Threepass protocol

In cryptography, the threepass protocol for sending messages is a framework which allows one party to securely send a message to a second party without the need to exchange or distribute encryption keys. This message protocol should not be confused with various other algorithms which use 3 passes for authentication.
It is called the threepass protocol because the sender and the receiver exchange three encrypted messages. The first threepass protocol was developed by Adi Shamir circa 1980, and is described in more detail in a later section. The basic concept of the ThreePass Protocol is that each party has a private encryption key and a private decryption key. The two parties use their keys independently, first to encrypt the message, and then to decrypt the message.
The protocol uses an encryption function E and a decryption function D. The encryption function uses an encryption key e to change a plaintext message m into an encrypted message, or ciphertext, E(e,m). Corresponding to each encryption key e there is a decryption key d which allows the message to be recovered using the decryption function, D(d,E(e,m))=m. Sometimes the encryption function and decryption function are the same.
In order for the encryption function and decryption function to be suitable for the ThreePass Protocol they must have the property that for any message m, any encryption key e with corresponding decryption key d and any independent encryption key k, D(d,E(k,E(e,m))) = E(k,m). In other words, it must be possible to remove the first encryption with the key e even though a second encryption with the key k has been performed. This will always be possible with a commutative encryption. A commutative encryption is an encryption that is orderindependent, i.e. it satisfies E(a,E(b,m))=E(b,E(a,m)) for all encryption keys a and b and all messages m. Commutative encryptions satisfy D(d,E(k,E(e,m))) = D(d,E(e,E(k,m))) = E(k,m).
The ThreePass Protocol works as follows:
 The sender chooses a private encryption key s and a corresponding decryption key t. The sender encrypts the message m with the key s and sends the encrypted message E(s,m) to the receiver.
 The receiver chooses a private encryption key r and a corresponding decryption key q and superencrypts the first message E(s,m) with the key r and sends the doubly encrypted message E(r,E(s,m)) back to the sender.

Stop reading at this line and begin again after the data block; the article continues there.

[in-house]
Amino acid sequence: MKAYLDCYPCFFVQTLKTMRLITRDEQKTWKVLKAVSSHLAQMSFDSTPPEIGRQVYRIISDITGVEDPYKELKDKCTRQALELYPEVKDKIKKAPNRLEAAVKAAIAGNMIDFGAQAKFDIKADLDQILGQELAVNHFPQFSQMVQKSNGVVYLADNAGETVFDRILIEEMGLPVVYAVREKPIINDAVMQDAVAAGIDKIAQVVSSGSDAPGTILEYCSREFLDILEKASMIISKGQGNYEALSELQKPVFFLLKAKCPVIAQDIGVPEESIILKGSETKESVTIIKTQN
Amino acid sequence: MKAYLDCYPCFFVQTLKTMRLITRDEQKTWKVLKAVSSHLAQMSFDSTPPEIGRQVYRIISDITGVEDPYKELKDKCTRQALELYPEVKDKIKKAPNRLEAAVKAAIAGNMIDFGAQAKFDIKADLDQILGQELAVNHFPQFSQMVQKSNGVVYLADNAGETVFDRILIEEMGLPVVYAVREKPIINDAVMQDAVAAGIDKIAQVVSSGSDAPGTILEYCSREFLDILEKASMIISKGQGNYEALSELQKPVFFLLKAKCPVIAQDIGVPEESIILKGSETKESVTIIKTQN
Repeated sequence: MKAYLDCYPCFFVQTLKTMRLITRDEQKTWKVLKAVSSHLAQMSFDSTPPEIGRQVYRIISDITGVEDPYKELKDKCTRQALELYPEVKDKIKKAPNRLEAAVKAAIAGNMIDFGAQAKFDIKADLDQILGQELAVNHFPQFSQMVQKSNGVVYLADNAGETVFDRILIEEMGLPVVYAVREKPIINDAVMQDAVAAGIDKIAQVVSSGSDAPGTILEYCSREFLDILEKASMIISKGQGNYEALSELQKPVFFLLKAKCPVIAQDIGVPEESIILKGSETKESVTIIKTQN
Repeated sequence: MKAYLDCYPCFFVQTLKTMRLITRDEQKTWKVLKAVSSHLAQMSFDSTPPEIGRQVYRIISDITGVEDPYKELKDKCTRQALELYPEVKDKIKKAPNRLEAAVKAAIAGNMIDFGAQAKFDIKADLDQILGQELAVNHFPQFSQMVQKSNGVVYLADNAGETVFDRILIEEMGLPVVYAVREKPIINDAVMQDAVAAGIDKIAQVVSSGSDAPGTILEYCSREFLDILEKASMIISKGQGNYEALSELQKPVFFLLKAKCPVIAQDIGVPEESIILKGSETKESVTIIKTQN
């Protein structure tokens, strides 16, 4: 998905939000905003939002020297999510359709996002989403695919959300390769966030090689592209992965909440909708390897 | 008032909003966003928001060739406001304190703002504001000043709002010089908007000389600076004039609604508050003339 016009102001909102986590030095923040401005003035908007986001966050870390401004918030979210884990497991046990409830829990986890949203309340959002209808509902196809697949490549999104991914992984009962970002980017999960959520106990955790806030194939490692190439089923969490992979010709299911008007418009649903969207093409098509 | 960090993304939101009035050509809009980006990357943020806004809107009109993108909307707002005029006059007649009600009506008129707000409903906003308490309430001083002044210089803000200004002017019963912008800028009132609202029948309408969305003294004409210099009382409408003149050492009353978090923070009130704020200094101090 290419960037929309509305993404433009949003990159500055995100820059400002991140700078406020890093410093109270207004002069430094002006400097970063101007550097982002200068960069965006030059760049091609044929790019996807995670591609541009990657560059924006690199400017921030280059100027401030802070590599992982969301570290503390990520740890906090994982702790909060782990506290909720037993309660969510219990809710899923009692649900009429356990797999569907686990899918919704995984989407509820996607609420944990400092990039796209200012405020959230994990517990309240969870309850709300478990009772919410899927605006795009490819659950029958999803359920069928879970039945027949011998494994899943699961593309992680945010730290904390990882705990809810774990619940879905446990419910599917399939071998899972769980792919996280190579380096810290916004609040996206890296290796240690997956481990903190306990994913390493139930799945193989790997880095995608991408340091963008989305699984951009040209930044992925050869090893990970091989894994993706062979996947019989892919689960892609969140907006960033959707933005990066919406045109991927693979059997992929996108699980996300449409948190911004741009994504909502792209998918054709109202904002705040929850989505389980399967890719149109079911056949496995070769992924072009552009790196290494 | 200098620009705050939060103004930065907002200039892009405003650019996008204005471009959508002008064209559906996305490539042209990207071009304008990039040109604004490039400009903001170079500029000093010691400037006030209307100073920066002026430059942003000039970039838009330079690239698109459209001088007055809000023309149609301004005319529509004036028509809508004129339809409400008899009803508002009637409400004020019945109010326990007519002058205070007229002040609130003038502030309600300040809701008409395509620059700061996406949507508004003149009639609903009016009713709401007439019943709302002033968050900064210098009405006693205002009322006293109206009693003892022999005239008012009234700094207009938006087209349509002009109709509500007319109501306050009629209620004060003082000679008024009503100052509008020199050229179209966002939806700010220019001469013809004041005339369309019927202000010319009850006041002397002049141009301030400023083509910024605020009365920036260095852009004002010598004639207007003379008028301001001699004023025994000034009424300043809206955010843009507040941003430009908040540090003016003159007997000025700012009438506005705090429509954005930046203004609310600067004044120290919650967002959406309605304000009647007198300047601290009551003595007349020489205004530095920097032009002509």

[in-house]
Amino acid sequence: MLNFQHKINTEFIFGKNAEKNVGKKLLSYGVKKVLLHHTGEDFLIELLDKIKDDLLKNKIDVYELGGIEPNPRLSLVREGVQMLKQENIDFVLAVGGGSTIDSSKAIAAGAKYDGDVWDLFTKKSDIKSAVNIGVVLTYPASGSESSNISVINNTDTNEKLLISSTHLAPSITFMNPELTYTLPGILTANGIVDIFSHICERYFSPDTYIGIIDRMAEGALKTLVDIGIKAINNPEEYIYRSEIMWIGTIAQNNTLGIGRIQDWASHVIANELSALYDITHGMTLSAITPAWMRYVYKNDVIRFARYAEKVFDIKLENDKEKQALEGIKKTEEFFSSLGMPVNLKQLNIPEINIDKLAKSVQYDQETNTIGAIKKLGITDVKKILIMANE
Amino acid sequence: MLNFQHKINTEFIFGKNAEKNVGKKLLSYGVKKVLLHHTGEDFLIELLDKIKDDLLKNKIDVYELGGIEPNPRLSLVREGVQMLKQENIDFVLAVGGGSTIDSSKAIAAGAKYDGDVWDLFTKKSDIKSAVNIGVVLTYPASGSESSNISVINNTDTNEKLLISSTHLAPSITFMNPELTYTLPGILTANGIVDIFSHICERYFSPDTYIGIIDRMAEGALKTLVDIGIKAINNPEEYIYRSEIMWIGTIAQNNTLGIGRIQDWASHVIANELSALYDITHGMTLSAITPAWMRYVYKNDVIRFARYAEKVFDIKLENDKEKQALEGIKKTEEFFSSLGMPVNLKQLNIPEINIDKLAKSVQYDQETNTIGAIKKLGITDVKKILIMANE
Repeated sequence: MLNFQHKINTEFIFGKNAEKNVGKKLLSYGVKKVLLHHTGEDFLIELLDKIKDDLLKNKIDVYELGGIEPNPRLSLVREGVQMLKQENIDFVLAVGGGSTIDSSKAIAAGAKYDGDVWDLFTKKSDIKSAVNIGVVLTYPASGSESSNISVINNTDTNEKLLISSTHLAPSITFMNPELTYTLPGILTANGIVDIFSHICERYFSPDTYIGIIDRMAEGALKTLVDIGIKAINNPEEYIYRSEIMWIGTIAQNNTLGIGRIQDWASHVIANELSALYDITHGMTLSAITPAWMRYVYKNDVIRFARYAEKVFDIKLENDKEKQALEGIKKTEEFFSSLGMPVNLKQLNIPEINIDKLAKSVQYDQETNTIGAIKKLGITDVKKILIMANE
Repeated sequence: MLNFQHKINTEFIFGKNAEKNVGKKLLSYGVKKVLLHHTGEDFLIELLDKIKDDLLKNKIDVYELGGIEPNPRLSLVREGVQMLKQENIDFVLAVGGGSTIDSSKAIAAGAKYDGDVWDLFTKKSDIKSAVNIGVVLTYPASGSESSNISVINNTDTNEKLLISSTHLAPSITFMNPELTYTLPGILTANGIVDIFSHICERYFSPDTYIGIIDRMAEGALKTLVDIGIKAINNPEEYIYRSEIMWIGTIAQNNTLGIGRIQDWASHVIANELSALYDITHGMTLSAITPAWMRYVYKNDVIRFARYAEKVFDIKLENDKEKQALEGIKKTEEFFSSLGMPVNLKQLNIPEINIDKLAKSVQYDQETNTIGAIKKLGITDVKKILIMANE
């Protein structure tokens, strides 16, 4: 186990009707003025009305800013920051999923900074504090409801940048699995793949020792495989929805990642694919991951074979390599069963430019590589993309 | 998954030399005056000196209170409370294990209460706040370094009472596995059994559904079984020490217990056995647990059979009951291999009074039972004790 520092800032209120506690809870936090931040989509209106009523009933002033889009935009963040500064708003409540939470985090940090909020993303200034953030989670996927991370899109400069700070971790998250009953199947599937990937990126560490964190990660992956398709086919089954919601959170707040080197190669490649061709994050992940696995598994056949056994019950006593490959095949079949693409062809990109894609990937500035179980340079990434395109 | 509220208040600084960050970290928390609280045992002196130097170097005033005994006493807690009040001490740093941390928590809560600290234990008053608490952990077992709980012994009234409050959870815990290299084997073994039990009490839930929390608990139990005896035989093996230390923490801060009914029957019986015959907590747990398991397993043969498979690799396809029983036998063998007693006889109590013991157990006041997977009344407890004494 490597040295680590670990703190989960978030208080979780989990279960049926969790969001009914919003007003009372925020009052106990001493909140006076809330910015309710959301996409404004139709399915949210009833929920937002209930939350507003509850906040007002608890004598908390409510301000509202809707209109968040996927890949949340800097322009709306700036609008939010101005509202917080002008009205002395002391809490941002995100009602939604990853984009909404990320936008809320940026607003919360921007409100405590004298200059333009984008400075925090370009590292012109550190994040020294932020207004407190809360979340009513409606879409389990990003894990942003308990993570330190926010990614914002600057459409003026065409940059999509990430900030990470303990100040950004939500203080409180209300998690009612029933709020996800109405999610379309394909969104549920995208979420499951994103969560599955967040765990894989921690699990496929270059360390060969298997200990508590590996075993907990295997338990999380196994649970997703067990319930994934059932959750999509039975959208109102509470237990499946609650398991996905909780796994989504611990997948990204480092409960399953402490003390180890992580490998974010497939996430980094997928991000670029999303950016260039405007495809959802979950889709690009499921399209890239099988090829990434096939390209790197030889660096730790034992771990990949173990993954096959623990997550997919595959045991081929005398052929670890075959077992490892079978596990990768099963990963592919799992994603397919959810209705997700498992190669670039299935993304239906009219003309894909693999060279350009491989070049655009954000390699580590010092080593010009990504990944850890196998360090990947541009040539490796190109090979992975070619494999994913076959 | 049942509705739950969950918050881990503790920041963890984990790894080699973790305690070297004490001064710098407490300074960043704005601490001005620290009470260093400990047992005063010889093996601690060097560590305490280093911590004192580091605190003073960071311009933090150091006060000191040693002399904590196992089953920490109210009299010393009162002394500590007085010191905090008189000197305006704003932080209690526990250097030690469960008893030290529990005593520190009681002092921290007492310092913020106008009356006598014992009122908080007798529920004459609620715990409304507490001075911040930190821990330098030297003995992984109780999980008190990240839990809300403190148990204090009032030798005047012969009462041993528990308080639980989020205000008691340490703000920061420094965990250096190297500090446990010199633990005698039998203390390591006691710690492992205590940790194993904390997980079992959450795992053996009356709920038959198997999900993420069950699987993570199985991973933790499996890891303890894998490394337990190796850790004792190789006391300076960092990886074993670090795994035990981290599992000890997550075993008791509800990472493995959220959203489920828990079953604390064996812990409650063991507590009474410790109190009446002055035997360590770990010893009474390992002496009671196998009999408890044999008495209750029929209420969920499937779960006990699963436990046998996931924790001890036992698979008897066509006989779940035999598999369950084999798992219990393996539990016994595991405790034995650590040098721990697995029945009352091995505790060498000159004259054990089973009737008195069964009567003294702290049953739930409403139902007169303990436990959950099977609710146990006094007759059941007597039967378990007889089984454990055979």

The sender decrypts the second message with the key t. Because of the commutativity property described above D(t,E(r,E(s,m)))=E(r,m) which is the message encrypted with only the receiver's private key. The sender sends this to the receiver.
The receiver can now decrypt the message using the key q, namely D(q,E(r,m))=m the original message.
Notice that all of the operations involving the sender's private keys s and t are performed by the sender, and all of the operations involving the receiver's private keys r and q are performed by the receiver, so that neither party needs to know the other party's keys.
Contents
Shamir threepass protocol
The first ThreePass Protocol was the Shamir ThreePass Protocol developed circa 1980. It is also called the Shamir NoKey Protocol because the sender and the receiver do not exchange any keys, however the protocol requires the sender and receiver to have two private keys for encrypting and decrypting messages. The Shamir algorithm uses exponentiation modulo a large prime as both the encryption and decryption functions. That is E(e,m) = m^{e} mod p and D(d,m) = m^{d} mod p where p is a large prime. For any encryption exponent e in the range 1..p1 with gcd(e,p1) = 1. The corresponding decryption exponent d is chosen such that de ≡ 1 (mod p1). It follows from Fermat's Little Theorem that D(d,E(e,m)) = m^{de} mod p = m.